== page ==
There's a detailed paper on this (by Alison Walker, Marjorie Hoy and Dale Meyerdirk), describing how it originated in Central America, has moved into Asia and tropical regions... It can be controlled by the introduction of other insects or "parasitoids", but that ain't much use to me...

Stay tuned for an attempt at organic control of this pest. All advice is welcome.

Thursday, October 22, 2009

Identifying a palm tree

Apart from the Ptychosperma macarthurii (Macarthur palms), we have a couple of palms that are apparently somewhat uncommon, and I'm trying to identify them. They've grown to about 6-8 metres, and are in a clump like the Macarthur palm, though they don't bend outwards in the same way.
identify yellow palm malaysia

The closest I can find is Dypsis lutescens, but even there the trunk is not yellow enough.
identify yellow palm malaysia

I also got some photos of the flowers, which attract bees
palm flower bee
palm flower bee

and the fruit which is a deep purple
identify yellow palm fruit malaysia

Does anyone have any idea of what it is? Any help is welcome!

*Update 29/10/09*
Thanks to the commenter anthrome below, and to the helpful people at Palm Talk, our palm tree is confirmed as a Euterpe olearcea aka Acai, apparently the palm hearts and berries are edible too! Gonna have to try that some time.

Sunday, October 18, 2009

Philippine lawn grass seeding

Our lawn leaves much to be desired - initially it was laid down with 'Pearl grass', which was a bad idea; it did not survive well in the sun, and grew too slowly to recover from any setbacks. Eventually, the whole lawn became a vast sea of weeds.

So, we've laid down patches of Philippine lawn grass - it grows quite fast, is hardy, and looks quite OK.
zoysia matrella malaysia

It's done all right, spreading slowly. And now it is seeding
zoysia matrella malaysia
zoysia matrella malaysia
At least I hope it is! I've been wringing my brain trying to work out whether these things are weeds or the good stuff. Initially I was pulling up this whenever it was growing to seed, but I recently remembered this diagram a reader had pointed out to me (picture from Aggie Horticulture)
zoysia matrella
and it seems like it I should be letting it grow. This is the full plant with seeds - the leaves look similar, but it seems to grow straight out of the ground without being part of the stolons.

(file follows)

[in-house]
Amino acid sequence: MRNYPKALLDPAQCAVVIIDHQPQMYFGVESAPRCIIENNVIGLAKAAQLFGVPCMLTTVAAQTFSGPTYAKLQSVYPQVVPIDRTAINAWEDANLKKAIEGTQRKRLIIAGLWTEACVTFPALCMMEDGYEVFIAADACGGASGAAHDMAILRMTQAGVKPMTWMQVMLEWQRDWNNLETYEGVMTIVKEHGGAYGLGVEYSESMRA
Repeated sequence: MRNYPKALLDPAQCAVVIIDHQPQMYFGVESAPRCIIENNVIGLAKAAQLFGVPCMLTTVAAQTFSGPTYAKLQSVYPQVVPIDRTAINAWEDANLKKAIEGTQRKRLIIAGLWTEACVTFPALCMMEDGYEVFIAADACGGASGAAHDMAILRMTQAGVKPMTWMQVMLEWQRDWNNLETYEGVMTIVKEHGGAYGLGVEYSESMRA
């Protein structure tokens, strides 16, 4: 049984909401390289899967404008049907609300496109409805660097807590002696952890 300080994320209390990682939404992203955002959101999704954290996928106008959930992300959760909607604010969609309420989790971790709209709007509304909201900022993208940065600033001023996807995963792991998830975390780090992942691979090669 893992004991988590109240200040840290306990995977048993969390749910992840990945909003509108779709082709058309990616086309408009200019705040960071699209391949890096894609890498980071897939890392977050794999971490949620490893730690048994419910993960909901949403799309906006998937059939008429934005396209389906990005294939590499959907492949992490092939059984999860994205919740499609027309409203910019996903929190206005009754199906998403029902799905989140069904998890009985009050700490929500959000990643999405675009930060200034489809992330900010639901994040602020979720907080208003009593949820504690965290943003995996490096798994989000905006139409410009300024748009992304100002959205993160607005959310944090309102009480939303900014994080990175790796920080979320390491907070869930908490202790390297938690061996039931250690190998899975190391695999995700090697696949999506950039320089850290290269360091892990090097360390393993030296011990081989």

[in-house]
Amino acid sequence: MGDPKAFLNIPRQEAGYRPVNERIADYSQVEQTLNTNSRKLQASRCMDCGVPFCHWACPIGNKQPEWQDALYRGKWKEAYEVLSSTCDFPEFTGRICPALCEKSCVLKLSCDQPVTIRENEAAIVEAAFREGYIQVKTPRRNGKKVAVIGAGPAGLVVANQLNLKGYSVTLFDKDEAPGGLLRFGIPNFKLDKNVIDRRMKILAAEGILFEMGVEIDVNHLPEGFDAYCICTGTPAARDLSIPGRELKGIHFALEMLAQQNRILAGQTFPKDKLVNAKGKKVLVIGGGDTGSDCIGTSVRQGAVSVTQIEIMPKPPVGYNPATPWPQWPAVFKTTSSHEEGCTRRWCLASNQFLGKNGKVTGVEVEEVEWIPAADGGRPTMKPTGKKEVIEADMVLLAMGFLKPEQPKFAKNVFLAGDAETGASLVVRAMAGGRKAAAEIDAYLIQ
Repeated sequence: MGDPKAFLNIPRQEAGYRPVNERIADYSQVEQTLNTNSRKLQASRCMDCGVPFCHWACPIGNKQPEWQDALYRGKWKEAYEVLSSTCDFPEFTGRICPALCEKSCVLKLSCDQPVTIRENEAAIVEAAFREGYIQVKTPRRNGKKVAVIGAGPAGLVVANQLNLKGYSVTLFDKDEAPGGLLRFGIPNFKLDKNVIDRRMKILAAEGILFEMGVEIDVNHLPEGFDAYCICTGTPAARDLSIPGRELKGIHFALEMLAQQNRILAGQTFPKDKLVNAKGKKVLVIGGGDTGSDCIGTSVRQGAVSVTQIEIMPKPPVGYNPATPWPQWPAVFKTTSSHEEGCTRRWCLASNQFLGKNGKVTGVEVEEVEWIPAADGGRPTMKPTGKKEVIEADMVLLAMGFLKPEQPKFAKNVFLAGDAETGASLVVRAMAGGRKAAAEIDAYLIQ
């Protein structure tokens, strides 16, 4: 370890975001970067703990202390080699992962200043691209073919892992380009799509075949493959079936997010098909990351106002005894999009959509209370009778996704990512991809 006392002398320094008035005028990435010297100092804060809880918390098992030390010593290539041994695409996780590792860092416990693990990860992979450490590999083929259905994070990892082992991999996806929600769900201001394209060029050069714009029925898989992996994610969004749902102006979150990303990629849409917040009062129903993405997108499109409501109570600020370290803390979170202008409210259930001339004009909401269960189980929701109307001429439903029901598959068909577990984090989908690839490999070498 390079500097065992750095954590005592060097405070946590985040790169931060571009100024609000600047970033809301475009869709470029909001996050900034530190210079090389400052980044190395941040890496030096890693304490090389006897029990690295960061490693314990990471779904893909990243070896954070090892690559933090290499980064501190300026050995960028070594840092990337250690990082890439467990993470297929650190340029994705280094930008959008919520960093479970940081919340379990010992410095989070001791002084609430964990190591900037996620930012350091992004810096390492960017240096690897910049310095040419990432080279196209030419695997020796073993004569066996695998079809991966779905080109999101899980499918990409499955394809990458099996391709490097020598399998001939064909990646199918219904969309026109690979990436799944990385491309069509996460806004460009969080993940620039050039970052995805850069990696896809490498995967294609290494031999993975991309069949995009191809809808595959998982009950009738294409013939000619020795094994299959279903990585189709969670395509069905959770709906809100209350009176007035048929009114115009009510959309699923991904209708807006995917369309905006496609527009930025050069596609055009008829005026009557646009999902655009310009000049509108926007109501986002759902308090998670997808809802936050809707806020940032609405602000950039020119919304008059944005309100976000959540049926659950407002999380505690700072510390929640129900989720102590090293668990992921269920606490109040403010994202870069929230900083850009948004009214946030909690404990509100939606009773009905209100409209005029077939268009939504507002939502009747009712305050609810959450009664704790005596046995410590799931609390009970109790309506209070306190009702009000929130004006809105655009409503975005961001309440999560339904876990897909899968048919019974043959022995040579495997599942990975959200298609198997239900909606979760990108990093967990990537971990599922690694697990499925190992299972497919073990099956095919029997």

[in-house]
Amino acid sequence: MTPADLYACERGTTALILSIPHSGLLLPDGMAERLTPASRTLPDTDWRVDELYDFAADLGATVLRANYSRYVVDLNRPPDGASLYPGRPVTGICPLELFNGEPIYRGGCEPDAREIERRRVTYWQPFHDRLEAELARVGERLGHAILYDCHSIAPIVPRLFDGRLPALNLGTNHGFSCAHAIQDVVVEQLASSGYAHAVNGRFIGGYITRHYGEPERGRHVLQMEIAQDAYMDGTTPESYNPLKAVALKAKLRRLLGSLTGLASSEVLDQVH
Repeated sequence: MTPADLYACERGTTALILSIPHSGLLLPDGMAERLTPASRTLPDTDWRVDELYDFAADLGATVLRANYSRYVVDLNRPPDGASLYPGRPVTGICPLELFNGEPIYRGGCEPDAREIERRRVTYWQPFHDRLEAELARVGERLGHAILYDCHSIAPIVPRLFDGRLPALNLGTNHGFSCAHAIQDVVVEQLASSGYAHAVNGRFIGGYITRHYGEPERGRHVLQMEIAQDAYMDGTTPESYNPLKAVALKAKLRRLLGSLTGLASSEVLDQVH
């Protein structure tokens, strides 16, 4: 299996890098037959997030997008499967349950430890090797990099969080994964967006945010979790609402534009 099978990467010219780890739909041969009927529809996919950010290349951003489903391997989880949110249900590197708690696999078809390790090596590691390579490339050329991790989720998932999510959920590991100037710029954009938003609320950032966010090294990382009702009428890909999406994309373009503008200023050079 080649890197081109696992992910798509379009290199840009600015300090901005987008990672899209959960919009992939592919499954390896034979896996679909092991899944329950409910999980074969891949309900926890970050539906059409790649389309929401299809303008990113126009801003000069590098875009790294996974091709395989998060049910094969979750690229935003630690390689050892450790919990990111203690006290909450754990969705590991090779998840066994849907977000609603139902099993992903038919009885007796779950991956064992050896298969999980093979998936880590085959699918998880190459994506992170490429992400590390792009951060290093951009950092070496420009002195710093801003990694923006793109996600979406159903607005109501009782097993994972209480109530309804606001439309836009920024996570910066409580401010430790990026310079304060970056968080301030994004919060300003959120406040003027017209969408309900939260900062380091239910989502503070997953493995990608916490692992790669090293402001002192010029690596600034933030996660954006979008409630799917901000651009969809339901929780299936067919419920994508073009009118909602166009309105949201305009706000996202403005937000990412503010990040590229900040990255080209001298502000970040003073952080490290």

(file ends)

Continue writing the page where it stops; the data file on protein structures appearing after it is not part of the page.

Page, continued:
zoysia matrella malaysia

Can anyone confirm for me? Should I be weeding or nurturing? Laying on a little vermicompost or something? :)

Thursday, October 8, 2009

Bird's nest - recycling rawks!

Here are some photos that I've been meaning to use for a long time. WW was trimming the bamboo when she came across this
bird's nest in bamboo with plastic
the twigs growing out of the interstice obviously make good support for a nest, and being inside the clump of bamboo is surely also good protection for the bird and her chicks (who were no longer there when WW cut the bamboo, in case you were wondering).
bird's nest in bamboo with plastic
What's interesting, though sad also in a way, is that the bird used bits of plastic as part of the nest. I suppose it's useful - strong, pliable and waterproof.
bird's nest in bamboo with plastic
bird's nest in bamboo with plastic
Plastic is a really useful material, but I only wish it was used more wisely... instead of, for example, chucking it into the ocean:
"The largest of these garbage swills is known as the Pacific Gyre, or The Great Garbage Patch.

It is roughly the size of Texas, containing approximately 3.5 million tons of trash. Shoes, toys, bags, pacifiers, wrappers, toothbrushes, and bottles too numerous to count are only part of what can be found in this accidental dump floating midway between Hawaii and San Francisco." (The Great Garbage Patch)

Here's someone who decided to make a boat out of plastic bottles to bring awareness to this ridiculous waste of resources

Recycle, reuse, reduce! You know it makes sense!
[Edit 20/10/2009: "Message from the Gyre" - a powerful messge, not for the squeamish!]